Existentialism, a plump belly and marketing!

As I hurtle towards 40 years on earth I’m having something of an existential crisis. The metabolism is slowing down and the party lifestyle is taking its toll. With the summer wardrobe now in full effect and holidays on the horizon, I’m in a constant panic about over exposure of the muffin top, moobs and general adipose tissue (fat for the uneducated), that seems to have laid claim to my midriff!

For the first time I can empathise with the sufferance of the fairer sex, as images from love island, fitness gurus and diet guides tend to dominate my social feed. Toned abs are the standard by which I must compare my ‘melted wheelie bin’ body and I must admit to feeling the pinch, both physically and mentally! With all this pressure I, like so many others, find myself searching for the magic bullet to help shed the pounds and get myself back into the shape that I was a bit happier with during my sporting days.

Intermittent fasting, Paleo, Atkins, 5:2, Slimfast, lighter life, raw, the list of options is endless and I’ve certainly tried a few over the last few years, only to fall over after initial success or, more likely, I just fancied a mars bar! I most certainly have an emotional connection to my food and it’s been a staple in celebration ‘let’s got out for tea’ or commiseration, ‘only chocolate can solve this’, for as long as I remember.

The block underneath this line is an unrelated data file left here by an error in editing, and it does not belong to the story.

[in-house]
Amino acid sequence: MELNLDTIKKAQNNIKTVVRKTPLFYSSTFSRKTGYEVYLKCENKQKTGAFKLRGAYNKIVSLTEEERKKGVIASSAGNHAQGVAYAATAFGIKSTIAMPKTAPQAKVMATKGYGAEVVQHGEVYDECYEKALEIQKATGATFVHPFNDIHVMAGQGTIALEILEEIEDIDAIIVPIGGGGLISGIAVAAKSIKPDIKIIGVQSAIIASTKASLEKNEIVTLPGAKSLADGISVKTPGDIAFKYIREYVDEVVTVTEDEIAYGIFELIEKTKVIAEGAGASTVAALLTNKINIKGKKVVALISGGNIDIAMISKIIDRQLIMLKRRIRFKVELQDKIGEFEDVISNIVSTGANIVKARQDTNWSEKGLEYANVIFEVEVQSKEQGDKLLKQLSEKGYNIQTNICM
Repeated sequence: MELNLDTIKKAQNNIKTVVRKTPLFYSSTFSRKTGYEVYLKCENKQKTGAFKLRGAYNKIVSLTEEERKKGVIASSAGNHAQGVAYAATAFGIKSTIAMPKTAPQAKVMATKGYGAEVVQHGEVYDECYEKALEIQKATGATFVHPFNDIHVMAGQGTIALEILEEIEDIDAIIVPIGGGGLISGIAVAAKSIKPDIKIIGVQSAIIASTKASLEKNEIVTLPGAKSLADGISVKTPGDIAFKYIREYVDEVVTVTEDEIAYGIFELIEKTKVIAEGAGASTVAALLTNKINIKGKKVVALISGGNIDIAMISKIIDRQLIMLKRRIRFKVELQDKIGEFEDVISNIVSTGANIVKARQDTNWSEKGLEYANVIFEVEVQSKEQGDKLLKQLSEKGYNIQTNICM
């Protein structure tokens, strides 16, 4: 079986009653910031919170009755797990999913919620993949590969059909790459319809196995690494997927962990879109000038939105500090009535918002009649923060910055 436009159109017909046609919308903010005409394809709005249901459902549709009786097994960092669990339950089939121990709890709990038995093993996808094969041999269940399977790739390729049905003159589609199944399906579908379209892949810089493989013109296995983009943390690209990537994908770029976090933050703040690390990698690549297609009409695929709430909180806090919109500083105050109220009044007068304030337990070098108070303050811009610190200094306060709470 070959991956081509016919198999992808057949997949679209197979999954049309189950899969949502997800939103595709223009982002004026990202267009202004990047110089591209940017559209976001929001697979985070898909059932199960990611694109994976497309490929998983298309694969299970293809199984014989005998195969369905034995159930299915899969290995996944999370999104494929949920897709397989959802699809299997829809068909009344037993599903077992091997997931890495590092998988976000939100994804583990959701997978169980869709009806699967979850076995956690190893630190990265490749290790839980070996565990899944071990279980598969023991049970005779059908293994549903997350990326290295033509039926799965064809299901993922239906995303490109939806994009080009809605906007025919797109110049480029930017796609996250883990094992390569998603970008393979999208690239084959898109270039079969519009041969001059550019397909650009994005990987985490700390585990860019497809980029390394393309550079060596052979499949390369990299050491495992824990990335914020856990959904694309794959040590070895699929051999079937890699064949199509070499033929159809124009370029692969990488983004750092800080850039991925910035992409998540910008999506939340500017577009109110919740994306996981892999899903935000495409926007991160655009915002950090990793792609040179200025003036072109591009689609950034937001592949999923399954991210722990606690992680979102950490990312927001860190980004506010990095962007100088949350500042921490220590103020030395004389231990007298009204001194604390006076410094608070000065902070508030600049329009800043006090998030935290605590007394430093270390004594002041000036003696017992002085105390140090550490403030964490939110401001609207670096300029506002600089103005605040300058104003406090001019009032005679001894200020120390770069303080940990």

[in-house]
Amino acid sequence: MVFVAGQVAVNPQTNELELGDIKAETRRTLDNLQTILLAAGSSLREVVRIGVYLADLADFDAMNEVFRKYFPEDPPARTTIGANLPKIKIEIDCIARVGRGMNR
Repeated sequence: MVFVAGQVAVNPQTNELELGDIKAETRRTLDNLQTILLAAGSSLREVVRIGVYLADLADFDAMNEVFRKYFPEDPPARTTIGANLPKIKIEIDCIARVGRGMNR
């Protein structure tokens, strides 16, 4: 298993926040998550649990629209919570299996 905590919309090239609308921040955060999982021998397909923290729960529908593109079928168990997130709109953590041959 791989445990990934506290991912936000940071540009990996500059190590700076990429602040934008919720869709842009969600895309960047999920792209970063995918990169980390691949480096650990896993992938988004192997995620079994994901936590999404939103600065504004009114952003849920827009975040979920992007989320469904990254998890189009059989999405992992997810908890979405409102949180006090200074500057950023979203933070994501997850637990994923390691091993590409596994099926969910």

The training has never been a problem for me, I’m more than happy to have a good blast on the rower, bike and swim. The nineteen stone frame does preclude the obvious run but, with a hard hours session being offset by a few mini dime bars (damn you Ikea)! it’s the kitchen where I need the discipline. And that’s the rub. If it was easy, everyone would have a great body.

Sadly, there is no magic bullet or miracle cure. Its dedication and commitment that reaps the rewards. Yes, there are a few anomalies but the basic tenant that holds fast; eating real food in regular size portions consistently and being honest with yourself will see things start to work out.

This can be very similar in the world of marketing, there are many who extol a magic fix or wonder moves for fast-track results. They may get them for a short time but very, very rarely see consistent success. Staying the course, and ultimately succeeding, comes down to getting the plan right and working at it consistently and henceforth.

Perhaps you may like to discuss how we get your business trim and expand nothing but your profits?


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Chris Bentley

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